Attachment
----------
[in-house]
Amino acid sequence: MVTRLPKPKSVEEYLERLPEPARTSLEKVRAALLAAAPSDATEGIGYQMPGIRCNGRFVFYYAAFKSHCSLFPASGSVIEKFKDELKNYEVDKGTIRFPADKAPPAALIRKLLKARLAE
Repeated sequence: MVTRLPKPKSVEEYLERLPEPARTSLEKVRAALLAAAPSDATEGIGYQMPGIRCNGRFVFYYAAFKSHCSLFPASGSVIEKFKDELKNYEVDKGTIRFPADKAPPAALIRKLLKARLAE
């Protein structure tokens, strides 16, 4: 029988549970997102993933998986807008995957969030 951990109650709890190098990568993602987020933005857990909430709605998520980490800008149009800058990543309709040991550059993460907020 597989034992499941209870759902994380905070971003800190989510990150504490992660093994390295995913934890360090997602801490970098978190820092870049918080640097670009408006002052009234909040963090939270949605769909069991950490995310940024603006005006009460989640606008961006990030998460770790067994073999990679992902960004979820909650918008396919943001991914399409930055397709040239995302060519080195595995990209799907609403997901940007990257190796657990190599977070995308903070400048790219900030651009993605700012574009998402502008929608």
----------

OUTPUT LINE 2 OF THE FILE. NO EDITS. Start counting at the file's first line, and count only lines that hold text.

Amino acid sequence: MVTRLPKPKSVEEYLERLPEPARTSLEKVRAALLAAAPSDATEGIGYQMPGIRCNGRFVFYYAAFKSHCSLFPASGSVIEKFKDELKNYEVDKGTIRFPADKAPPAALIRKLLKARLAE